Their oldest son, Earl, had an unfortunate accident when he was young, falling out of a tree and severely injuring himself.  Although he survived, he later had seizures that left his young parents desperate to know how to care for him.  They naturally did what most local parents did in those days: they took a train to Philadelphia to see if there were any doctors there that could help him.  Eventually, they found a chiropractor who not only worked on Earl but helped him experience some relief from the seizures. This discovery had a life-changing effect on Enos, who in 1917, with only a 6th grade education, decided to leave his wife and 7 children with his wife’s parents and take a train to Chicago to receive a degree from the National College of Chiropractic.

Enos asked Emma while he was gone, “Are you eating the chickens I left you?”

“No, we haven’t killed them yet,” Emma replied, reluctant to admit it felt like a luxury to kill the chickens and preferred eating radish sandwiches.

Enos wanted better for his family back in Pennsylvania, but when he remembered his former job at the cigar factory, he pressed on, determined to finish with a degree in chiropractory. Three months later, he returned and put out his shingle in Souderton, treating patients till his retirement in 1966.

I see now why my dad admired his uncle Enos.  I’m amazed that I am related to a person with such a pioneering spirit and enough belief in himself to achieve a goal that must have seemed impossible in that day. He had a desire to serve the community of Souderton through an education in chiropractory and wasn’t discouraged by his Mennonite roots. Despite my Grammy Benner’s desire that “none of her children do anything important…only that they become Christians,” I think my dad had unfulfilled aspirations.  I can definitely attest to the fact that he never wavered in his belief in the power of “the adjustment.”

Thanks to Phyllis Proctor of Peter Beck Community for her willingness to tell me about her beloved grandparents, whom she lived with as a young girl and heard their stories first-hand.   She helped me get to know my great uncle and great aunt, for which I am grateful.

Computer-Rape

Written Fall of 2012

“Mom, I think someone hacked your email account” was my son Jordan’s text.  I had just finished working for the day with no problems so it took me by surprise.  I signed in again to find I could not connect to the internet.  That was only the beginning of many issues that day and the next.   I called Dell to have one of their outside contracted Safecart personnel to look at my computer.  The native to India told me it would take 45 minutes, but after 3 hours he seemed still unsure of what my problem was.  He said I should delete Norton after my subscription was up and that I had space issues on my laptop.  Well, the next day everything came to a sudden halt when my laptop stopped working completely.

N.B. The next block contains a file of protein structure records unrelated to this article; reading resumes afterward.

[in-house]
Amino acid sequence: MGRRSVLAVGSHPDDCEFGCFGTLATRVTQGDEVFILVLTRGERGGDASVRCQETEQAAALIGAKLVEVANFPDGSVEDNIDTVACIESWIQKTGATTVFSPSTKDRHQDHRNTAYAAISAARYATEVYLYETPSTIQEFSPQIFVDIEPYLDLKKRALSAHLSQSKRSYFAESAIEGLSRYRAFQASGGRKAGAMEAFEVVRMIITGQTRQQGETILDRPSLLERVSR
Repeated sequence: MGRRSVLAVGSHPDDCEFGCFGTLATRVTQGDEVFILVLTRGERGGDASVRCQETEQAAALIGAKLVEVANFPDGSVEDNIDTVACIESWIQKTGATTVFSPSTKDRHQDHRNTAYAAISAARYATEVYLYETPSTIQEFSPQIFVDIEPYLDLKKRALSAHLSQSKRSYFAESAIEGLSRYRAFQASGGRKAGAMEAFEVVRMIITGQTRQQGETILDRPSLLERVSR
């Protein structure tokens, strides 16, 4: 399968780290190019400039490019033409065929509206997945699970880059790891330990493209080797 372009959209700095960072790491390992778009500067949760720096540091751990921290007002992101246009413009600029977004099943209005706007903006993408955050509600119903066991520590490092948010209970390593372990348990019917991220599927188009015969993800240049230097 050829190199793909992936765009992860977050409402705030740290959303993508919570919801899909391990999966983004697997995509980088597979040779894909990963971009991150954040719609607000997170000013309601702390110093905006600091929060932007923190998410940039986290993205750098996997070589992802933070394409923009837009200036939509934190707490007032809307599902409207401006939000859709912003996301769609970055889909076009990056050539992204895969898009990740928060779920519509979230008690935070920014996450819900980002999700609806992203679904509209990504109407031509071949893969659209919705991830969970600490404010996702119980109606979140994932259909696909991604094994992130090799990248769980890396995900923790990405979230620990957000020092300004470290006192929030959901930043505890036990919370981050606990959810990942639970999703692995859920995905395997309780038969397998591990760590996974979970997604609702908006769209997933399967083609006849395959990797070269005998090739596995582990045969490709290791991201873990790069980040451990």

I had been praying for and encouraging the Laverty family about Emilee’s recent admission to the hospital and subsequent surgeries at the young age of 19 for dedifferentiated chordoma.  But I can’t tell you how distracted I was by my laptop issues and the obsession with getting my computer up and running again.  Suddenly, I couldn’t think of anything but finding a way to access my pictures, writings and be able to work for my freelance medical editing job.  It turned my life upside down and all I could do was worry that I had lost everything.  Finally, after several days, I ordered a new laptop with the help of my oldest son, Patrick.

I’m not someone who likes to think of Satan and how he intersects with my life because I prefer concentrating on God and his goodness.  But I can’t tell you how much this computer virus or worm felt like an attack on my own system.  I felt attacked with a new paranoia about some unknown violator taking away my laptop and my life. I know it’s a sign of how much we rely on computers to make our world go round, but it also felt like a breach of my personal safety and privacy.

It is almost 3 weeks since the initial incident and I am just now starting to feel any kind of confidence that my email is not being secretly viewed and sending out venom to others.  I still do not know how the initial computer-rape occurred and that alone degrades my confidence that it won’t happen again. The only thing that gives me some sense of peace is repeating the new passwords that I started using, such as “Be still and know that I am God!”  It seems to keep the powers of Satan or my own paranoia at bay.